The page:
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Sexual Health Issues for Post-Combat Soldiers

Changes in the Sex Lives of Soldiers After Combat

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Updated July 14, 2010

Most service members who have been deployed to a combat zone say the experience changes them. They may have physical changes as a result of an acute injury (loss of limbs, burns, scars, paralysis); they may be living with back and joint pain or repetitive stress injuries; they may have a traumatic brain injury (TBI) which may change how they think more than how they look; they may also have psychological changes as a result of what they experienced during combat (anxiety and post traumatic stress disorder, depression, military sexual trauma). Because sexuality is a part of who we are, all of these changes can impact sexuality as well.

You may consider sexuality low down on your list of priorities, or it might be the first thing you think about after an injury. Regardless of where it is on your list, it’s important to know that when you want it, including during times of trauma, you can have a healthy and fun sex life. It may take communication, creativity, and patience, but with the right information and support it’s available to you.

If you’re thinking about how your sex life has been changed by being in combat a good way to start is by learning about some of the ways it has changed for other service members during war time. Below are links to more detailed information about the changes you might experience, along with suggestions on how to deal with these changes and where to go for more help.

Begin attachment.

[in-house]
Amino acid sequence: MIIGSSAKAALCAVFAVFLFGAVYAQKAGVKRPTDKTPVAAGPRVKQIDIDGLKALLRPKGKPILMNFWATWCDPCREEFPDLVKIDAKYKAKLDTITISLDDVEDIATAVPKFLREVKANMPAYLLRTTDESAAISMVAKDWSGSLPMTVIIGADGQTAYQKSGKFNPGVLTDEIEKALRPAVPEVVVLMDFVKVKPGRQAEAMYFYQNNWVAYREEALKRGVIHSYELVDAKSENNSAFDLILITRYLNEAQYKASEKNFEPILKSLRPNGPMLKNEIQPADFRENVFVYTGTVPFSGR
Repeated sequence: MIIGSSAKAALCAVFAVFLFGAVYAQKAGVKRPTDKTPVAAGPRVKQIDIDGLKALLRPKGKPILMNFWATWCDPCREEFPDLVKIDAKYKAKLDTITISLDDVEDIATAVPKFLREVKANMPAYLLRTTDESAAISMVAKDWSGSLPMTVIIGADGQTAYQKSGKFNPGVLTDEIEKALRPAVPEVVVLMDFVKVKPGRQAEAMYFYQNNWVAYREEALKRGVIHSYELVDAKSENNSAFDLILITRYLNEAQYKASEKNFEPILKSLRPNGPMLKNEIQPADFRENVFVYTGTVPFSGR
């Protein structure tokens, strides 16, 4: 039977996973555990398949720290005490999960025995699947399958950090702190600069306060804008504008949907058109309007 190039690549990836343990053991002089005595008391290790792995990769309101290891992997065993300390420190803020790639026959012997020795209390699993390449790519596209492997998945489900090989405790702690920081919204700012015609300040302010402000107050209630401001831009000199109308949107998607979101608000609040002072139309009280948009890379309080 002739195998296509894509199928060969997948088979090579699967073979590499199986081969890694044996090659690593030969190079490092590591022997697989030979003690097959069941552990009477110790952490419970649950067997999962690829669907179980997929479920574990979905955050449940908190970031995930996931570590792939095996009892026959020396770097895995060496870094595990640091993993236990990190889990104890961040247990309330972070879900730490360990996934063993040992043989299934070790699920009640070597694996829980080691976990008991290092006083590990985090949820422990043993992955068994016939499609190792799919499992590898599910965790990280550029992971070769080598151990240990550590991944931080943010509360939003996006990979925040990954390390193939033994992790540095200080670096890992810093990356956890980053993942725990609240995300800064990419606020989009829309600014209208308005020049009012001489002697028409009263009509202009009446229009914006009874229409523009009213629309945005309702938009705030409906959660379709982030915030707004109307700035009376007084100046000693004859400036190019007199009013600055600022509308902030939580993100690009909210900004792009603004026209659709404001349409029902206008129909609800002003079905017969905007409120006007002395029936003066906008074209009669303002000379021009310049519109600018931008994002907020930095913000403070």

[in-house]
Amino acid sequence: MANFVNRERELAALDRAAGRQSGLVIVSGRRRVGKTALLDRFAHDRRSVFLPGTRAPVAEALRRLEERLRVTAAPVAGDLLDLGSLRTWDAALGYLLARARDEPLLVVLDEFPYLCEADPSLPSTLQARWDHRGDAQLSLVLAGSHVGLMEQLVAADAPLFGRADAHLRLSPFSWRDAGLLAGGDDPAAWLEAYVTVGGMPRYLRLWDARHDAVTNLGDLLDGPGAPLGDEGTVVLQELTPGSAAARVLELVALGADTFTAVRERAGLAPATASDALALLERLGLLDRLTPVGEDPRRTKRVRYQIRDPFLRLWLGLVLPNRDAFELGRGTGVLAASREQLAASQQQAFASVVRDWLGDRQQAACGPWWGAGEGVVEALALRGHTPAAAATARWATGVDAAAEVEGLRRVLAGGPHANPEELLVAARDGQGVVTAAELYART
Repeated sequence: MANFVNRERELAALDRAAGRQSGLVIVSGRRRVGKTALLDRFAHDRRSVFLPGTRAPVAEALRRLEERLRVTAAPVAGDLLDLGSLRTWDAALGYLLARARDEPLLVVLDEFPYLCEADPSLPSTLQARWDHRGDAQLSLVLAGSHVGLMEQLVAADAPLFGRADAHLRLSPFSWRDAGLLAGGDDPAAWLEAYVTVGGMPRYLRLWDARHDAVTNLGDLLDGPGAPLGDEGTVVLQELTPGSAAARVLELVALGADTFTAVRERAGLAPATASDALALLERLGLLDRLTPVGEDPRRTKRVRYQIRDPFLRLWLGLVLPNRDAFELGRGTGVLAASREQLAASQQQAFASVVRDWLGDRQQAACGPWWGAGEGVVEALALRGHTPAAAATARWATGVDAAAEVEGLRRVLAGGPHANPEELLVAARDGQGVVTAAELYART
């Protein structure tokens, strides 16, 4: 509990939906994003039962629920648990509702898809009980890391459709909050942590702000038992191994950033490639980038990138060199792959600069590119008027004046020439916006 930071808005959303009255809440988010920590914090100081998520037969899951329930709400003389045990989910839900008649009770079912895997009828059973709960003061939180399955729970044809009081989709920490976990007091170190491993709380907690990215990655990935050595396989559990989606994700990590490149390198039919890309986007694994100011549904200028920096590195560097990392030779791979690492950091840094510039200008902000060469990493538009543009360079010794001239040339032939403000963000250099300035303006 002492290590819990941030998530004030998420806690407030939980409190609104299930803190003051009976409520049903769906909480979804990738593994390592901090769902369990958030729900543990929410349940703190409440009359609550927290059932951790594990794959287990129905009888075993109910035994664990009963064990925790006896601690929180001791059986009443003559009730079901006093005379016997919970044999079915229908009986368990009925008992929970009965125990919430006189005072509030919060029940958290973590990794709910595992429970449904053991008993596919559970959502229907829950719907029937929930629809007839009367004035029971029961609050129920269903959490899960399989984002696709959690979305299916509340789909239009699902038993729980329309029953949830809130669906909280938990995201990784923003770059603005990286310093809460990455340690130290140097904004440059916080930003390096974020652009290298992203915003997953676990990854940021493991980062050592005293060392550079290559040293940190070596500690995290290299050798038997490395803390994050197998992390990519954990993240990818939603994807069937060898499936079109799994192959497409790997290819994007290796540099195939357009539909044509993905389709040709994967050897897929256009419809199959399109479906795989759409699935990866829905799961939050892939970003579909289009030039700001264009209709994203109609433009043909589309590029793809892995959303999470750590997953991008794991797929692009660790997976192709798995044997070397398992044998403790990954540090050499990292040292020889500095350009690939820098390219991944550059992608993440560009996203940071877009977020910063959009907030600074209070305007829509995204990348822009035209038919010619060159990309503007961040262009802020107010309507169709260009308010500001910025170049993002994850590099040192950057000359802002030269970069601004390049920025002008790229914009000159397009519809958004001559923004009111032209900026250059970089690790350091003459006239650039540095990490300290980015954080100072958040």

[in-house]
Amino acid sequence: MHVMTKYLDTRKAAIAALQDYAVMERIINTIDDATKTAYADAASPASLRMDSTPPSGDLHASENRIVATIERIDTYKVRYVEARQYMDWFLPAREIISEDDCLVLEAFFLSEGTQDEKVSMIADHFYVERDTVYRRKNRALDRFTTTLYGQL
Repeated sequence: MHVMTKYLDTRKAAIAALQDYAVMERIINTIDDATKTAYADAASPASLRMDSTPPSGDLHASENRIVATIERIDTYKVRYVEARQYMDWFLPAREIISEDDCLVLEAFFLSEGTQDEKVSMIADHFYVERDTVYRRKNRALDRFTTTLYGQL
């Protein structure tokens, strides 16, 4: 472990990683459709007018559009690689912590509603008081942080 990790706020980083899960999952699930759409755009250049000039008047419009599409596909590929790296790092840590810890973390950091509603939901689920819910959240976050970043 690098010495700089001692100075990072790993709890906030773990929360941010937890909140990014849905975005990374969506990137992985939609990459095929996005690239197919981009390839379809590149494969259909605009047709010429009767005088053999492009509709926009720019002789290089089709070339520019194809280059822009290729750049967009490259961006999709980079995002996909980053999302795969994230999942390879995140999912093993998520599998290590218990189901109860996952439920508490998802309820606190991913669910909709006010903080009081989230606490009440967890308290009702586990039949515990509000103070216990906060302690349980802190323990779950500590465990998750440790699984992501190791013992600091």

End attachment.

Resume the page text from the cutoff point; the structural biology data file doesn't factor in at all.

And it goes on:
Changes in Sexual Functioning and Response
Describes the ways that combat and combat injuries can affect your sexual functioning and response including erections, vaginal lubrication, orgasm, and sexual desire.

Changes in the Mechanics of Sex
Describes changes you may have to make in the physical way you have sex including finding new sex positions and sex techniques that work for you and your partner.

Changes in Access to Sex
Combat injuries, particularly when they mean living with a disability, can change your access to sexual partners, sexual entertainment, and opportunities to have sex.

Changes in Your Sexual Thoughts
Combat, being wounded in combat, and/or witnessing others in danger probably changed the way you think about a lot of things – including sex. Here are some of the ways that combat can change your sexual thoughts and ideas on dealing with those changes.

Changes in Sexual Feelings
Whether you consider yourself to be an “emotional” person or not, feelings play a significant role in our sex lives, even if we never talk about them. Many realities of combat can negatively impact the way you feel about sex

Changes in Your Sexual Partner
Long separations due to deployment, followed by time spent in hospital for treatment and rehabilitation, can put a strain on any relationship, and your sex life may be one of the first things to go. Even if you’re the one who experienced combat injuries or other trauma, your partner may be changed by your experiences as well.

Read more: Interviews about Post-Combat Sex

Interview with B.J. and Abby Jackson – Creating a Sex Life after Combat

Interview with Dr. Mitch Tepper – Working to Address Sexuality for Wounded Warriors

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